Twitter says it’s banning Russian ads that Russia says it solicited

Allow me to explain…
Allow me to explain…
Image: Reuters/Rebecca Cook
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If the controversy over Russian ads placed on social media during the US 2016 presidential campaign could get any weirder, consider the spat today between Twitter CEO Jack Dorsey and Russia Today (RT), a Russian news outlet thought to be backed by the Kremlin.

Shortly after Twitter released better-than-expected earnings this morning (Oct. 26), Dorsey tweeted about the platform’s decision to ban ads from RT and Sputnik “effectively immediately.” In a blog post, Twitter said its decision was spurred by its investigation into whether Russia bought political ads on its platform and the conclusion of US spy agencies that the two Russian news outfits “attempted to interfere with the election on behalf of the Russian government.”

We did not come to this decision lightly, and are taking this step now as part of our ongoing commitment to help protect the integrity of the user experience on Twitter…This decision is restricted to these two entities based our internal investigation of their behavior as well as their inclusion in the January 2017 DNI [Director of National Intelligence] report. This decision does not apply to any other advertisers. RT and Sputnik may remain organic users on our platform, in accordance with the Twitter Rules.

Twitter said it would take the $1.9 million it believes it has earned from the companies’ ads since 2011 and donate it to support research into “the use of Twitter in civic engagement” and the use of “malicious automation and misinformation.”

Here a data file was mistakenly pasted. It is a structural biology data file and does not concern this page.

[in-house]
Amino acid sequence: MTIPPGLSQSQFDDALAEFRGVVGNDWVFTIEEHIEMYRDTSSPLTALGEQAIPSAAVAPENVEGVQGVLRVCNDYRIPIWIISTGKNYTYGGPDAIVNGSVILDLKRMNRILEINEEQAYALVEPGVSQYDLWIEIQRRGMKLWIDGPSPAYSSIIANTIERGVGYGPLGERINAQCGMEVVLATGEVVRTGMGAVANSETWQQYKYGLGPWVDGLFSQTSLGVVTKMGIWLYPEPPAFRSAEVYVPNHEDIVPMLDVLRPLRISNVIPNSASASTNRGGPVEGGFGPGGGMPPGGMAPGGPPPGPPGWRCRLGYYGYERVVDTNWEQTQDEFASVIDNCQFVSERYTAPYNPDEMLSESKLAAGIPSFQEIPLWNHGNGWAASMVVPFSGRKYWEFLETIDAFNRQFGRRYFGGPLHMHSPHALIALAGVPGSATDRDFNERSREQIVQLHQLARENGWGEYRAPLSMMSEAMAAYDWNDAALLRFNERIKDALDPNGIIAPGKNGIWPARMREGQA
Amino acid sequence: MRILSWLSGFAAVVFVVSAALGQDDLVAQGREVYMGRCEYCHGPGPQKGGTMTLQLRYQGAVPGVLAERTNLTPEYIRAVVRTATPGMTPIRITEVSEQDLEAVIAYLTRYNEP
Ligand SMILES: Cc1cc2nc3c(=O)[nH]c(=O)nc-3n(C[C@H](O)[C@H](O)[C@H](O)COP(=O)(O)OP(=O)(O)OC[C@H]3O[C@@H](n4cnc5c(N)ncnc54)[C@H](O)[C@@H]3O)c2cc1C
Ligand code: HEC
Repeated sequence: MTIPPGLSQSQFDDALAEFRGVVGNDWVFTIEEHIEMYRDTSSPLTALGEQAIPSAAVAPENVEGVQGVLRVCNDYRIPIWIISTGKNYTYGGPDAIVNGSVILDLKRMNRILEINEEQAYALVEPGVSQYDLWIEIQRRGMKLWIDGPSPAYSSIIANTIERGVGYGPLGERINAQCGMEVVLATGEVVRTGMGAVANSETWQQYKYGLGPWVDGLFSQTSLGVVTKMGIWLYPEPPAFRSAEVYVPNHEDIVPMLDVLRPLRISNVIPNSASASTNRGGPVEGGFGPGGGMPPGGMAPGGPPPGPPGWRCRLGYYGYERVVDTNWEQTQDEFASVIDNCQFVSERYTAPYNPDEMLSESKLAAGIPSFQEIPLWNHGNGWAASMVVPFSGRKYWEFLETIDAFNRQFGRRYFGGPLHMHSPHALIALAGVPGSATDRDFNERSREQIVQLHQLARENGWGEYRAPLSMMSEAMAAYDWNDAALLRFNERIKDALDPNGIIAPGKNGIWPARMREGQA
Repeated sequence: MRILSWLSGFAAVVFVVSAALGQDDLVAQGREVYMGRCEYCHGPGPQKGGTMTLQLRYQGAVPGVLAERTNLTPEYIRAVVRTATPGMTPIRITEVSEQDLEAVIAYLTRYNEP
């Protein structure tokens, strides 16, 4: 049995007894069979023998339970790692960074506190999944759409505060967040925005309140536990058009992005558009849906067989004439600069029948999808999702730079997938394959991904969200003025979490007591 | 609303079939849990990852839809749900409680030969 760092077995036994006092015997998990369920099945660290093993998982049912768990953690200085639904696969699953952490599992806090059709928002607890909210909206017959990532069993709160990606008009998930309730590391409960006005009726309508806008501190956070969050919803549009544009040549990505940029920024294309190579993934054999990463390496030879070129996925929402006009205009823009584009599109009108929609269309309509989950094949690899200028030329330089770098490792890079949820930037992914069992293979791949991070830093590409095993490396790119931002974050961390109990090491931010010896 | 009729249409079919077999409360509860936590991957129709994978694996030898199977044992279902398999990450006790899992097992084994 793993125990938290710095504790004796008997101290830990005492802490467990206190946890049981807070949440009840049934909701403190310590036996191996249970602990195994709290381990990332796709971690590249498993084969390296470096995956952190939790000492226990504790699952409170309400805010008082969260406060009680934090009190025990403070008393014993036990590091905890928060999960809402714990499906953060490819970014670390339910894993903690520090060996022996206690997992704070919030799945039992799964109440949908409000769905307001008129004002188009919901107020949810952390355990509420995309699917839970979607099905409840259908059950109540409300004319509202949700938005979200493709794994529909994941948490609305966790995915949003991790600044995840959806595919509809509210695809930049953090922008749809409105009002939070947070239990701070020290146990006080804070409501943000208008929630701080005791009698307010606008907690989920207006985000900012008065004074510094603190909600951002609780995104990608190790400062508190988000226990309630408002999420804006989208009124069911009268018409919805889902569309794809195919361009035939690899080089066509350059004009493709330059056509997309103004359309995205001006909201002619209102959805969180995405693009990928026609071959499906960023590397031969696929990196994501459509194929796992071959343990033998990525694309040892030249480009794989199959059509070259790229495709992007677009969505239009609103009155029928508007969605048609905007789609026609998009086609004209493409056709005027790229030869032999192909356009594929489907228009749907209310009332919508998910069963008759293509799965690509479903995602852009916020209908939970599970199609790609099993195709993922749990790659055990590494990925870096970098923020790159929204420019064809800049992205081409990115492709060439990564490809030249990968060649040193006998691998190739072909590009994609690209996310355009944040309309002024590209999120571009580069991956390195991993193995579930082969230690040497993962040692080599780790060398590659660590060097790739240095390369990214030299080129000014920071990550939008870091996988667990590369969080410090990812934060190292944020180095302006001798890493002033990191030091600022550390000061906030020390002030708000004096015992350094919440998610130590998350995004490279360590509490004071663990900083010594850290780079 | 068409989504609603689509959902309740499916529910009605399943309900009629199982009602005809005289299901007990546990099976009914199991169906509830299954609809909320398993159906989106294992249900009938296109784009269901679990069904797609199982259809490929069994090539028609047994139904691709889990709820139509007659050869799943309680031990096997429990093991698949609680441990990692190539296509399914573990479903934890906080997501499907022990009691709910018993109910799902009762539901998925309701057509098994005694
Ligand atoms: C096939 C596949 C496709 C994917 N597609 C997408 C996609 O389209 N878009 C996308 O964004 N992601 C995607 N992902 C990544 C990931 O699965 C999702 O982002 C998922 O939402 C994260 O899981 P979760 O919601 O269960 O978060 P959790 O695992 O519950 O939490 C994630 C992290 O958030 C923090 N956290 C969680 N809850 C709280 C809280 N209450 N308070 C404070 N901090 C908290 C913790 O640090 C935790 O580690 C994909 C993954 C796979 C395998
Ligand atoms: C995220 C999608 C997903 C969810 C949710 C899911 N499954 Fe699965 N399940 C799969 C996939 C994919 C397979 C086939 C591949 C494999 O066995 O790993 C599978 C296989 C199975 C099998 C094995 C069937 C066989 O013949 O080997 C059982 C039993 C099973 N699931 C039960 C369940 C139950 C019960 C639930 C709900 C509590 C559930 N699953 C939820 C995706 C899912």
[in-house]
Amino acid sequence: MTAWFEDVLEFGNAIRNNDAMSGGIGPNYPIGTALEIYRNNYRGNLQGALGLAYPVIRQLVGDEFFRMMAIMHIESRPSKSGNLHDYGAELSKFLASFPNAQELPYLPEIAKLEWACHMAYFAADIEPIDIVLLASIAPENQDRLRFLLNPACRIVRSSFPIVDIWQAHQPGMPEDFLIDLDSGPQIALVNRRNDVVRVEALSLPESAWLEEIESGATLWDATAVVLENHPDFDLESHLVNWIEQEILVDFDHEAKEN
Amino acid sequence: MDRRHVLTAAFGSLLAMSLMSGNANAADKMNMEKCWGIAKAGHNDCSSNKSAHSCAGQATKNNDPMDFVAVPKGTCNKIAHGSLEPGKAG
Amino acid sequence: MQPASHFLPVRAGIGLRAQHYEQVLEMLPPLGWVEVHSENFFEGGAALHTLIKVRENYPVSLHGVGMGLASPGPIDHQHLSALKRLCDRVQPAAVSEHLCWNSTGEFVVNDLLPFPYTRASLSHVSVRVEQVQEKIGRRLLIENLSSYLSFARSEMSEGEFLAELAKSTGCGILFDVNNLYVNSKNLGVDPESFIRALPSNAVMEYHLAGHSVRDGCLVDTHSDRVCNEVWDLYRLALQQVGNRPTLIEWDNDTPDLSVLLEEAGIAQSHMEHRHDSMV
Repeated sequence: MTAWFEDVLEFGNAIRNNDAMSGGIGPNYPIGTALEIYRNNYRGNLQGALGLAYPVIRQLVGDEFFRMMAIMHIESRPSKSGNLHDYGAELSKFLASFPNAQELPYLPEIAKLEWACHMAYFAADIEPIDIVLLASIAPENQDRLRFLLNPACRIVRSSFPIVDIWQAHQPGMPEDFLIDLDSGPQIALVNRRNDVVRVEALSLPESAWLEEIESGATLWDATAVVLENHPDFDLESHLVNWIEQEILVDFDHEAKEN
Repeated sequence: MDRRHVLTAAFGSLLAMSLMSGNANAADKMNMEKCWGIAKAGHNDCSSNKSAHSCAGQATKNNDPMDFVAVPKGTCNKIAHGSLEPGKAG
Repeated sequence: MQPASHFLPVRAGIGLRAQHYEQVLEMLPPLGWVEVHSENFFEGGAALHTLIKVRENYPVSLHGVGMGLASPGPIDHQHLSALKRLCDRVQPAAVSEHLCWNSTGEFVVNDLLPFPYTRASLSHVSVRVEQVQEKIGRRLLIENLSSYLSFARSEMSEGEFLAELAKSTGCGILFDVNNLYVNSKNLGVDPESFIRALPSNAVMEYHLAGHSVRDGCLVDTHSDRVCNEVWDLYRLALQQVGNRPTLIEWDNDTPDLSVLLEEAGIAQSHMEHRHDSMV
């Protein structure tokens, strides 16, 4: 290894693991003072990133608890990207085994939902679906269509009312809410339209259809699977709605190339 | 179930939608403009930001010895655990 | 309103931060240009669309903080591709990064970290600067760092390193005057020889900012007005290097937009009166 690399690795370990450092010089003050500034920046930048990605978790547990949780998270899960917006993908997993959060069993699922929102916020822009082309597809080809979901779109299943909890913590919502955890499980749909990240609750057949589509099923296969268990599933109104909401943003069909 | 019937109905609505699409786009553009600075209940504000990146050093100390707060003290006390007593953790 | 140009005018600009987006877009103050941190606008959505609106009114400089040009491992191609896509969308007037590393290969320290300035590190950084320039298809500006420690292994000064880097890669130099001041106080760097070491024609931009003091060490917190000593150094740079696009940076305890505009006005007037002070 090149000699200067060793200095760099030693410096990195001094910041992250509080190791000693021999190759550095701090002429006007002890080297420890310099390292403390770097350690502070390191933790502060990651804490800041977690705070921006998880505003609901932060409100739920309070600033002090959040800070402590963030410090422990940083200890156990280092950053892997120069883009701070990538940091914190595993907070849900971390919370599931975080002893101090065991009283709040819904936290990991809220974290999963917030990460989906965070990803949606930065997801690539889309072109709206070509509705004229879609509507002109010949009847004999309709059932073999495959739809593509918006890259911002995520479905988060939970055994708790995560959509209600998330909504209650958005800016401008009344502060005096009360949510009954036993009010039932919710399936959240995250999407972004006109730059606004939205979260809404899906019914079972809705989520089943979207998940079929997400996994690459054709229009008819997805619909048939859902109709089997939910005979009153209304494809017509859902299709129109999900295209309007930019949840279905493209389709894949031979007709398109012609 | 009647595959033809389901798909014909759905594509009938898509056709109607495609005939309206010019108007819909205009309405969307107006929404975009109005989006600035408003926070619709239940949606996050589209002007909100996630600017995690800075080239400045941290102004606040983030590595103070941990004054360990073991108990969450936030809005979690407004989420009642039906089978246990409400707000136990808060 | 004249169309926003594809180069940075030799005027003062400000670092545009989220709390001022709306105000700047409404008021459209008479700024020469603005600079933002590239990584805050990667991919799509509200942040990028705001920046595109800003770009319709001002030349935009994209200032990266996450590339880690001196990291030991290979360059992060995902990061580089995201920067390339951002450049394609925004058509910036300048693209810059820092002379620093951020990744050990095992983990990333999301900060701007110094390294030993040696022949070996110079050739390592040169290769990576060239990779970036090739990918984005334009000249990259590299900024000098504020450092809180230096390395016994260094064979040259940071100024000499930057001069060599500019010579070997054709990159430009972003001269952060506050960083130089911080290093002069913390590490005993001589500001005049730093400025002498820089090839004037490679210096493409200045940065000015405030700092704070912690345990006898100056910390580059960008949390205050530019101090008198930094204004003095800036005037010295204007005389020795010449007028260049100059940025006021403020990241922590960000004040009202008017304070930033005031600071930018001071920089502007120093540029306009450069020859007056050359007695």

Dorsey didn’t say so, but his announcement looks like a response to a tweet a couple of hours earlier from RT’s editor-in-chief, Margarita Simonyan, outlining how his company approached RT in 2016 to advertise on the platform.

In a story on RT’s site, Simonyan’s deputy, Kirill Karnovich-Valua, related how Twitter sought advertising dollars to help RT push its election news coverage:

The RT and Twitter teams held a number of direct negotiations, during which we brainstormed potential media strategy ahead of American elections in 2016. The first meeting dates back to as early as April 2016, and involved senior marketing and news partnerships managers from Twitter…

The main idea pitched by Twitter to RT was “to take a stand.” The more money RT spent, the bigger the reach to American voters that Twitter would provide. At the meeting, the RT team was shown an in-depth presentation giving background into Twitter’s advantages as a platform of choice for the election.

The RT post included screenshots it said were from a Twitter presentation. Among other things, Twitter promised RT a bunch of new tools including a customized emoji-hashtag that would help RT’s coverage stand out on Twitter. The whole package was too expensive, RT said, and it declined. (“We do not have any comment on our private conversations with any advertiser, even a former advertiser,” a Twitter spokesperson told Quartz.)

On Nov. 1 the US Senate’s intelligence committee will hear testimony from the digital advertising companies, including Twitter, Facebook, and Google, about how Russia used their platforms to spread disinformation during the election campaign. It promises to be rather interesting.